The University of Sunderland Library Culture blog. Helpful tips and information for people in the Department of Culture studying, teaching or researching in the fields of Languages, History & Politics or English.
See the Support for your Subject pages for more information about help and resources.
History and Politics
Department of Culture Research Blog
With 24/7 access to The Murray Library over the Spring Vacation there is no excuse not to finish off that dissertation or make an early start on your revision. We’re even offering non-staffed hours on the bank holidays so make the most of your library this vacation. Fit in a few hours work this vacation and you can definitely treat yourself to a chocolate egg or three.
For full details of opening hours at The Murray and St. Peters, visit the Library Website.
Culture Collisions is taking a break for Easter - check back with us on 28 April for our ‘Mining’ theme. This theme was prompted by some History modules (HIS207 and HIS370) which I’ve been doing a lot of work on lately to improve resources, but also because it’s a common subject for artists doing projects on the local area and one of the specialist topics in University of Sunderland Special Collections.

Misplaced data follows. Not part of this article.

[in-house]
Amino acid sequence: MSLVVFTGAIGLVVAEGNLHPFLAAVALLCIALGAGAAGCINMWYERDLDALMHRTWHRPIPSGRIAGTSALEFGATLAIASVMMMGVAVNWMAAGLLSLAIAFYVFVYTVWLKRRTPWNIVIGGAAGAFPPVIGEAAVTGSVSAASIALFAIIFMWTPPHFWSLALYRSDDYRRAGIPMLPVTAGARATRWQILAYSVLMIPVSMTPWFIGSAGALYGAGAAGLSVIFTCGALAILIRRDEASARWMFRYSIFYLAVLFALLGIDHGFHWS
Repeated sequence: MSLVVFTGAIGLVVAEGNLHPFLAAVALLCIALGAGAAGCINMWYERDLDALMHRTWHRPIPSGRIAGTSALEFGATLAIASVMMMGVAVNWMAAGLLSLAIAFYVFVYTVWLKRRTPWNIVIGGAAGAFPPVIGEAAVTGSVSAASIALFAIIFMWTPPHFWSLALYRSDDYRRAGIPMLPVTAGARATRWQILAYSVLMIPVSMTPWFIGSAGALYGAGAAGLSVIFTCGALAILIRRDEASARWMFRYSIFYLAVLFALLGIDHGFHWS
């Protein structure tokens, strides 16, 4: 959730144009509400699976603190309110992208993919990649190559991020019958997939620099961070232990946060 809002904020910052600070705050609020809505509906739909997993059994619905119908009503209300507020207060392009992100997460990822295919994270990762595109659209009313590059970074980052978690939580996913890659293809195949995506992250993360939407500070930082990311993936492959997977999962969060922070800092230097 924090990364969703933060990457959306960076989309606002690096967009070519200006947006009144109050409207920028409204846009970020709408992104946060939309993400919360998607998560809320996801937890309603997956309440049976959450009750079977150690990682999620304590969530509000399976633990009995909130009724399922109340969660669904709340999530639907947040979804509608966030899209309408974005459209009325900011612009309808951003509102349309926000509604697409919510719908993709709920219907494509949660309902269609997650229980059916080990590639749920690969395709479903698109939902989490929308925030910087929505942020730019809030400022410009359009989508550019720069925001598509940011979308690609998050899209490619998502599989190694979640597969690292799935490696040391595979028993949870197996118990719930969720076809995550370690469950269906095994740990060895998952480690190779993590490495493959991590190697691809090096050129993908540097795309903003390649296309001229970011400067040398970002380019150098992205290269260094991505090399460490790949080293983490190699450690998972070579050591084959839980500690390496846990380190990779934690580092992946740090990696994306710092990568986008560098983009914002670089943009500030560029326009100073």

Kate Adie OBE, one of the country’s award-winning journalists will give a free lecture tomorrow April 5th 1.30pm at the Sir Tom Cowie Lecture Theatre at St Peter’s Campus as part of the conference: ‘First World War and it’s Global Legacies: 100 years on' Saturday, April 5th and Sunday April 6th, 2014. Full conference tickets are available here.
Kate will discuss the legacy of women in the First World War and will sign copies of her book, Fighting on the Home Front: The Legacy of Women in World War One. The audience will also have a chance to quiz her on her work and experience as part of a Q&A session.
Kate is an Honorary Professor of Journalism at the University, as well as holding an Honorary Fellowship. She grew up in Sunderland, and began her career as a journalist at BBC Radio Durham.